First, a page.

Ilam Bunkhouse, Ilam Park, Ilam, nr Ashbourne, DE6 2AZ
Call Ilam Bunkhouse at National Trust Holidays on 03443 351296
OverviewIlam bunkhouse is located in a 19th century stable block which originally formed part of the Ilam Hall Estate. The estate is now managed by the National Trust and the bunkhouse sits within the grounds of Ilam Park. Ilam bunkhouse provides high quality group accommodation for up to 16 people. There are 3 bedrooms with bunk beds, with each bunk provided with a locker, night light and plug socket, there is also a hand basin in each room. There is a sociable main living area comprising of a large dining table with benches, an open plan kitchen area with dishwasher and 2 large comfortable fitted sofas in the sitting room area. There are 3 individual toilet and shower rooms and an additional toilet room. A good base to explore the Peak District National Park, in particular the limestone hills and gorges, meandering rivers and beautiful woodland of the White Peak. Explore Dovedale with it's famous stepping stones and our own Ilam Park with it's beautiful views, popular tea room and shop. Dogs welcome. Photos ©National Trust/Chris Lacey.
Beds & Rooms:16: 2x6, 1x4
Open:All year. All day.
Price per night:From £416 for 2 nights mid week. Minimum bookings apply. Dogs: £15/dog/stay. Max 2 dogs.
Booking:Trains at Uttoxeter (12 miles).
Directions:In Ilam follow signs for National Trust Ilam Park. Use main car park.
Public Transport:Trains at Uttoxeter (12 miles). Bus; Moorlands Connect service bookable service stops in Ilam village 0300 111 8003.
Walks:Long Distance Walks
This accommodation allows dogs by arrangement, is in a National Park, is available only to groups and gives a Best Price Guarantee. It is on the map of accommodation for school groups, the The Limestone Way map and the National Trust Bunkhouses map.
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Due to government advice in response to the coronavirus outbreak, The National Trust has canceled holiday operations from Saturday 21 March to Tuesday 30 June 2020.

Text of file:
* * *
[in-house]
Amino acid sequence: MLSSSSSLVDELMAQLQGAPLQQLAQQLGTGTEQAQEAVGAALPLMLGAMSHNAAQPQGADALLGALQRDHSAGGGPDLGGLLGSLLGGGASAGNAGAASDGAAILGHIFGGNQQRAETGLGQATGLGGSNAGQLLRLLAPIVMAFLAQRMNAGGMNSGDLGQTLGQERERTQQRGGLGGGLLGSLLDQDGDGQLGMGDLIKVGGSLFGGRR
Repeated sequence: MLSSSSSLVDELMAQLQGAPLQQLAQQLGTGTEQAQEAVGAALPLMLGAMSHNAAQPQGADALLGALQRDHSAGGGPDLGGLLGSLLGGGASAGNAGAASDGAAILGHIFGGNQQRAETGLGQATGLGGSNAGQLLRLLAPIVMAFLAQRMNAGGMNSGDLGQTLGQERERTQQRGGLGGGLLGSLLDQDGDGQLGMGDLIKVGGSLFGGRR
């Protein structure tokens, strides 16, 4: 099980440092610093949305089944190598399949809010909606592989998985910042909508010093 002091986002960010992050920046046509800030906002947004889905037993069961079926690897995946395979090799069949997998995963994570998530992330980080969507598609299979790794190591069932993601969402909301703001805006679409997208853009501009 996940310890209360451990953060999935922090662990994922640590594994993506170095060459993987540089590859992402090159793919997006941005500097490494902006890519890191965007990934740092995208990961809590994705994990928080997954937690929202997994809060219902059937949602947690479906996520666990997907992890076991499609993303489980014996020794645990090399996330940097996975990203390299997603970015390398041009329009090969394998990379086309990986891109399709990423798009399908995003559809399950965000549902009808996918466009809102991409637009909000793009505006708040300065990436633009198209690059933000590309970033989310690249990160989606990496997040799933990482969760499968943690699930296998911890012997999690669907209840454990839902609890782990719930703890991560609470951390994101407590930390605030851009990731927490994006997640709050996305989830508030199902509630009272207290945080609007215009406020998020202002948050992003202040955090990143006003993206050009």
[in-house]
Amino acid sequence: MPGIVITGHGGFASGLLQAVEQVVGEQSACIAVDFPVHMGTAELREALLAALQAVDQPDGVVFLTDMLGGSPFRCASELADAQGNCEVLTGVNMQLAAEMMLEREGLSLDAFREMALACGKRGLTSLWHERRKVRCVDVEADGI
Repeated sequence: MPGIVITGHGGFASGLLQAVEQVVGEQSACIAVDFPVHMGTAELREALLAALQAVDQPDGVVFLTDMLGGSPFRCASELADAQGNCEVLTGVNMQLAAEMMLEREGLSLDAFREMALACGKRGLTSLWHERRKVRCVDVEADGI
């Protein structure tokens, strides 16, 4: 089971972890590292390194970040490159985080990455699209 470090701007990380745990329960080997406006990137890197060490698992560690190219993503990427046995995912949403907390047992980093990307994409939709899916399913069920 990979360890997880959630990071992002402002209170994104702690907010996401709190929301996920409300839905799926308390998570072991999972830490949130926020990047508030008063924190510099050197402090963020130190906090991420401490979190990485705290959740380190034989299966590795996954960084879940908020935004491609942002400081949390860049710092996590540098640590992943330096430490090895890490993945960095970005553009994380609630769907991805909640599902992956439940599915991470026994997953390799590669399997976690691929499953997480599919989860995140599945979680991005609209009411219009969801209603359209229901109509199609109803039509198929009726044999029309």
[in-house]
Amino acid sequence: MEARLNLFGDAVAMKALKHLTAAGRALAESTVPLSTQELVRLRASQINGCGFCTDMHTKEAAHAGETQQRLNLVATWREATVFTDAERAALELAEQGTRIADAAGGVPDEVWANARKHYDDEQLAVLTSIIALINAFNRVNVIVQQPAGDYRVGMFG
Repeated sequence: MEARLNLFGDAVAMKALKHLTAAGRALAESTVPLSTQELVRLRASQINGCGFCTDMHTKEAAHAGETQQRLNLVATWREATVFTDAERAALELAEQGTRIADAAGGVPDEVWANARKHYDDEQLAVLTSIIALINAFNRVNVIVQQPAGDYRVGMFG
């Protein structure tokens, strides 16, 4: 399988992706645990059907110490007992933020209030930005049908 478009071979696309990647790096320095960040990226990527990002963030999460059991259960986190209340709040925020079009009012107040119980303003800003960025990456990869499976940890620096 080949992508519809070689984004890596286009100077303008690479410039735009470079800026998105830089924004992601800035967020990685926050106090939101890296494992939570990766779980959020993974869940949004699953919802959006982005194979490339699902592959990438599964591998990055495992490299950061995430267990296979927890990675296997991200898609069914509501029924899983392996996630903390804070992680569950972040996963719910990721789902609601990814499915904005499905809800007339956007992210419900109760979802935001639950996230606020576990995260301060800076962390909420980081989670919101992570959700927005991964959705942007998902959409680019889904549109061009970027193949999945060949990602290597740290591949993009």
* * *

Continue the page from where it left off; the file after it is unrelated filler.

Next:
March 26th 2020
We are still accepting bookings from Tuesday 30 June 2020 but will be monitoring the situation and reviewing on a regular basis.
Stay in an 18th century stable block- with dogs welcome by arrangement.
November 6th 2018
Discover the Peak District National Park with your dog. Let the limestone hills and gorges invite you into their land. Dance between stepping stones through the valley of Dovedale, and return home to Ilam Park, which provides bunkhouse accommodation for groups.
Ilam Bunkhouse, an idyllic location for school groups
November 8th 2017
… it seems almost unfair that such a place exists…but so lucky that it is available to school groups!
Ilam might be one of my favourite places in the world. The bunkhouse is part of the Ilam Hall estate in this stunning village. It is run by The National Trust, sleeps 16 in 3 bedrooms with a large open plan communal area and kitchen and plenty pf toilet and cleaning facilities. And because it is run by The Trust, you can be sure of the cleanliness and quality. Yet the real reason you’ll come is for the location.
I have brought both school groups and family groups here and enjoyed it more each time. My favourite way to approach is to walk from Hartington. It is a gentle 9-mile riverside walk. After leaving Hartington, you soon pick up the picturesque, winding River Dove as it enters the wooded gorge right next to Izaak Walton’s fishing lodge, the inspiration for his famous ‘The Compleat Angler’. You stay in this steep valley almost all the way, being treated to caves, high pinnacles, ice cream shops and darting kingfishers until the valley opens out in the shadow of Thorpe Cloud. Here, you can cross the widening river by stepping stones and take the track the remaining short distance to Ilam. At some point it joins the Manifold River and they become one.
The village is almost too lovely for words, with its stout church and intriguing hexagonal chapel. St Bertrand, an 8th century Mercian, is buried here and gives his name to the nearby bridge. The houses and school are picked out in black and white with intricate gingerbread-work roofs. Central to the village is Ilam Hall, owned by the National Trust but managed by the YHA. It sits within landscaped park grounds beside the river, the Bunkhouse is tucked away behind in the old stable block. In the evenings, as the swooping swifts swap shifts with the bats, I have sat on one of the simple benches in front of the hall, cool ale in a bottle at my side. At my back, the solid splendour of the Hall buildings; in front of me the square church tower, the intriguing cut-off-flat summit of Thorpe Cloud and the horseshoe of hills around. I’ve often commented that it seems almost unfair that such a place exists.